A well-educated workforce is necessary for improving health care. But despite the long period of professional training and the nature of today’s information-rich health care environment, it remains unclear whether health professionals are effectively and efficiently learning in ways that maintain minimum levels of competence and help improve performance. During the past 30 years, research shows limited effects of continuing education in applied learning opportunities. This must change toward a system that more definitively asserts the value and effectiveness of learning in health care.
The status quo is unacceptable; poor quality of care continues to threaten patient safety, further fragment the system, and potentially increase waste. Inaction would signify society’s unwillingness to support health professional development to systematically improve quality and patient safety in a timely manner. The root of the problem lies with the culture and environment in which health professionals practice, inhibiting them from providing the best possible care.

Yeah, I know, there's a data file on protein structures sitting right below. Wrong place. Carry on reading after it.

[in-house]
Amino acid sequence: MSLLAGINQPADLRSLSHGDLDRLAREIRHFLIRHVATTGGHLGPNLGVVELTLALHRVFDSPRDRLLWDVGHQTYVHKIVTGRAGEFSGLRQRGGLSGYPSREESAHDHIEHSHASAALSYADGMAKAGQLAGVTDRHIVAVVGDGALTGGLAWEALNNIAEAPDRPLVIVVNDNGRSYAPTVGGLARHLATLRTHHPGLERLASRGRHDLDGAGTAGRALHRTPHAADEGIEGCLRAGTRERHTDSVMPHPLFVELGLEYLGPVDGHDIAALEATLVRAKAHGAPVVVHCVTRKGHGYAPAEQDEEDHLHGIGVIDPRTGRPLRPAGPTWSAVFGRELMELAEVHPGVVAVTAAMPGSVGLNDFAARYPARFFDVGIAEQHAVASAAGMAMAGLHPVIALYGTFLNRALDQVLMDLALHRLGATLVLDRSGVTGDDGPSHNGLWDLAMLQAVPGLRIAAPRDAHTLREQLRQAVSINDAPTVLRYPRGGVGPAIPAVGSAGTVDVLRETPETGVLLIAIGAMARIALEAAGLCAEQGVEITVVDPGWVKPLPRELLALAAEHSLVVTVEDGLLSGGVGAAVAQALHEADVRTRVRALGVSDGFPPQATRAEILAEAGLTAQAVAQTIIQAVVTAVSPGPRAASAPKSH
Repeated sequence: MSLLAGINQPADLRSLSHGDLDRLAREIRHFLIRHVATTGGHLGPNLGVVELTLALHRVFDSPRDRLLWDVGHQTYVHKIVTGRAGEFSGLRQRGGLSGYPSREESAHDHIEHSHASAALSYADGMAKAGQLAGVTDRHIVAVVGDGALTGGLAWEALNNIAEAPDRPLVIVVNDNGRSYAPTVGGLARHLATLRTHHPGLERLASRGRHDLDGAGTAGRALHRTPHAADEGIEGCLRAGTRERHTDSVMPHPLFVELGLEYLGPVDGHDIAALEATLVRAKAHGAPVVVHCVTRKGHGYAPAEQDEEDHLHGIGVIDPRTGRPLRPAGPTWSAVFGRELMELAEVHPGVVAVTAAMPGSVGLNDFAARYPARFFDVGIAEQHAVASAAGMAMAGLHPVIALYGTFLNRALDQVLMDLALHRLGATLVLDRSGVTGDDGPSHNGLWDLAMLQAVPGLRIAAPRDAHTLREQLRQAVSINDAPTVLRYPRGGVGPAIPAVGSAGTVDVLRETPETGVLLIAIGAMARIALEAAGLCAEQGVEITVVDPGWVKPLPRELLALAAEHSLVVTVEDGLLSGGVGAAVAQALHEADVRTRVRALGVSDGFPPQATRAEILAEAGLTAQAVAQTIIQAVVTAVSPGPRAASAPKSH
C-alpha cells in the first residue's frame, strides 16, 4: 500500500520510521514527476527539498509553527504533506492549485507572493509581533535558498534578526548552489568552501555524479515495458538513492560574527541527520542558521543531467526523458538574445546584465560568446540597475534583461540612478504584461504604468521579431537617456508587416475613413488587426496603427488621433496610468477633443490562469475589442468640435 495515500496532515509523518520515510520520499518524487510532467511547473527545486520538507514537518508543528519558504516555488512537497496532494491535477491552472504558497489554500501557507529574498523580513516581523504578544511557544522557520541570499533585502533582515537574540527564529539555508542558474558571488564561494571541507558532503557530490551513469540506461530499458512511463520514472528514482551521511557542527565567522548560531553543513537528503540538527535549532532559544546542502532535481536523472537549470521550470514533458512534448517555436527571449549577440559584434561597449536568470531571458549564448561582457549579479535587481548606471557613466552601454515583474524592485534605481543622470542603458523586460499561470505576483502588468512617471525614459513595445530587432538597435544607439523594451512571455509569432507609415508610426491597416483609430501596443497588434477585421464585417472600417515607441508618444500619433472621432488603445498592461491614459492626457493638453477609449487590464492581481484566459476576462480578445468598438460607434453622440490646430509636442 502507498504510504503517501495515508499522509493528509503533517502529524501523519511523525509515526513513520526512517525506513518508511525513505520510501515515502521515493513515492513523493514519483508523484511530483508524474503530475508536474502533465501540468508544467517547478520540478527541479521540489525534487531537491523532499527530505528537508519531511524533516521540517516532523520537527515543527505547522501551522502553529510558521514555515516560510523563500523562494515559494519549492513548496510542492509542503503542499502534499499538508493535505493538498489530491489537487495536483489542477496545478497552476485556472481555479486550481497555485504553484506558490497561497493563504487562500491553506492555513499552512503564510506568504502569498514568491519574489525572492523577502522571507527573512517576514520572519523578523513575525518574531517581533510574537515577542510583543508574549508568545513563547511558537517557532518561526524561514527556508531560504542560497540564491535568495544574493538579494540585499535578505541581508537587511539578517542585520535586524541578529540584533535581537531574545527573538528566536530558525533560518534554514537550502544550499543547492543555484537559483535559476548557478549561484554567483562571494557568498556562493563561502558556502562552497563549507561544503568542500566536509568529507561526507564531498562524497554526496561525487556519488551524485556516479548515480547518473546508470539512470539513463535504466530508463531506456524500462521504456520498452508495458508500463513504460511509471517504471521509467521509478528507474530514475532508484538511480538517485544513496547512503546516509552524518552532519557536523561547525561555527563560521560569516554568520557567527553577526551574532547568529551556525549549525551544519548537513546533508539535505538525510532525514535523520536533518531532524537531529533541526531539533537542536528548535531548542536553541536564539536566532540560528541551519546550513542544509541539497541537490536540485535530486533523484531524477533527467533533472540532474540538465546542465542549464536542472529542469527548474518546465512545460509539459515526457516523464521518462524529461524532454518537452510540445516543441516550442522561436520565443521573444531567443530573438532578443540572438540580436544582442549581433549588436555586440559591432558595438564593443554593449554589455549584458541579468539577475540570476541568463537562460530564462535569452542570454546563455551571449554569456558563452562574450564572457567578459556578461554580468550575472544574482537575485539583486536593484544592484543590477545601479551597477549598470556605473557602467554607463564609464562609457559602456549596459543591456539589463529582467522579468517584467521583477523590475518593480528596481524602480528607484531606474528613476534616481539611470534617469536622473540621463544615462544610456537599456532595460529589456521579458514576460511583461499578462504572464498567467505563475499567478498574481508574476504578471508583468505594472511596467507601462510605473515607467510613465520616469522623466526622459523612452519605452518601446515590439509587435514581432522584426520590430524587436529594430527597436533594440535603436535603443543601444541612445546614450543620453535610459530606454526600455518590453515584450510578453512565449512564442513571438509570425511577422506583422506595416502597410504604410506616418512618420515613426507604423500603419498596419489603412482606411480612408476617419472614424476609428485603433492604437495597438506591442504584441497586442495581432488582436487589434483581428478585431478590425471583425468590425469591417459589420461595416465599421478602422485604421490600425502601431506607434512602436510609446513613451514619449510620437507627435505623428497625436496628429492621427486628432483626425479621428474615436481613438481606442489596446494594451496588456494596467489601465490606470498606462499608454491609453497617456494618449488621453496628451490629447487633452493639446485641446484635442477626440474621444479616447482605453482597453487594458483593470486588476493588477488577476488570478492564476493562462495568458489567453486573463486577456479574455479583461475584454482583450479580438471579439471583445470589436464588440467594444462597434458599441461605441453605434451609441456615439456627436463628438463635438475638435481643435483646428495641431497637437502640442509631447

Although difficult, change is possible and needs to overcome the many challenges facing CPD. Reform is needed to provide health professionals with the capacity to perform to their highest potential. The CPD system needs to be coordinated and harmonized, but cannot and will not be without a central convener. With cooperation and central coordination, clinicians can continuously and systemically improve, raising their levels of knowledge and competence in the care of patients by functional teams. Action must result in the advances needed to assure the public of the health care workforce’s ability to provide high quality, safe care.
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